UK pension deficits hit 2011 high of 80 billion pounds - Report

Tuesday, 6 December 2011 00:05 -     - {{hitsCtrl.values.hits}}

LONDON (Reuters): Funding deficits of UK pension schemes rose 33 percent to 80 billion pounds at the end of November, hitting their highest level this year as both corporate bond yields and stock markets fell, a survey showed on Monday.

The report by consultancy firm Mercer showed accounting measures of defined benefit pension schemes in the UK showed a deficit of 80 billion pounds, equivalent to a funding ratio of 86 percent, as of November 30.

This compares with a deficit of 60 billion pounds with a funding ratio of 89 percent at end-October.

Corporate bond yields, which are used to discount liabilities, fell in line with government bond yields. UK and other world stocks fell slightly. But higher market price of corporate bonds and gilts helped asset values rise slightly, Mercer said.

“We are beginning to see the bad economic news catch up on the accounting numbers which had so far been relatively protected in the midst of the general economic turmoil,” said Ali Tayyebi, senior partner and pension risk group leader at Mercer.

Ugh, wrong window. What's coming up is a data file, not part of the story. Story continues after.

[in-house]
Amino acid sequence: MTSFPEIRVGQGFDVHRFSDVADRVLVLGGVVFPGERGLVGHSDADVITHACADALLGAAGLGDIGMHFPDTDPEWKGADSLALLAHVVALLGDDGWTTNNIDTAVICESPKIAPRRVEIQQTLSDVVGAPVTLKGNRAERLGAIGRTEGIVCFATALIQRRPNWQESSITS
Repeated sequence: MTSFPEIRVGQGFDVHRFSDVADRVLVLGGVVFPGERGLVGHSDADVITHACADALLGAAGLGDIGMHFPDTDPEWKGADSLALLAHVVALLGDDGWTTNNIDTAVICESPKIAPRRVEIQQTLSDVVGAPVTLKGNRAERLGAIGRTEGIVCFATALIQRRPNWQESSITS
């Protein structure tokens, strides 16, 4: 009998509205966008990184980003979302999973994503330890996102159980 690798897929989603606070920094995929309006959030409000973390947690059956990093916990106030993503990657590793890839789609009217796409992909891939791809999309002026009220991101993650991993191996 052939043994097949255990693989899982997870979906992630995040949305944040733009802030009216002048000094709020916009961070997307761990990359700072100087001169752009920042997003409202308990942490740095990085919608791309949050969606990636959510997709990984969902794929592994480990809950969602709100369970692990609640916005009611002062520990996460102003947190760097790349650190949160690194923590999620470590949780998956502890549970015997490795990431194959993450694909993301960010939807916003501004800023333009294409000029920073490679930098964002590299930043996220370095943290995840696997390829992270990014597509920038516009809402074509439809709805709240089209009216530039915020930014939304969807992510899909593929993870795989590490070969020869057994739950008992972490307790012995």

“The relentless fall in gilt yields, due to the euro zone debt crisis and quantitative easing in the UK, is now also pushing down the real yield on high quality corporate bonds. If Nov 30 conditions are mirrored at Dec 31 then many companies will be seeing an increased deficit on their balance sheet at the year end.”

Pension funds -- which globally control $35 trillion -- are facing a deficit crisis.

At the heart of their problems is a steady move by these funds to cut exposure to risk after the financial crisis.

But this “de-risking” are depressing their long-term returns from stock market investment and also lowering yields, increasing liabilities.

Many defined benefit(DB) pension plans -- where benefits are pre-determined -- pay a fixed stream of income to retirees.

The low-yielding environment makes it harder for the funds to meet these bond-like liabilities, forcing them to accumulate even more fixed income instruments to try to meet their obligations, creating a vicious circle.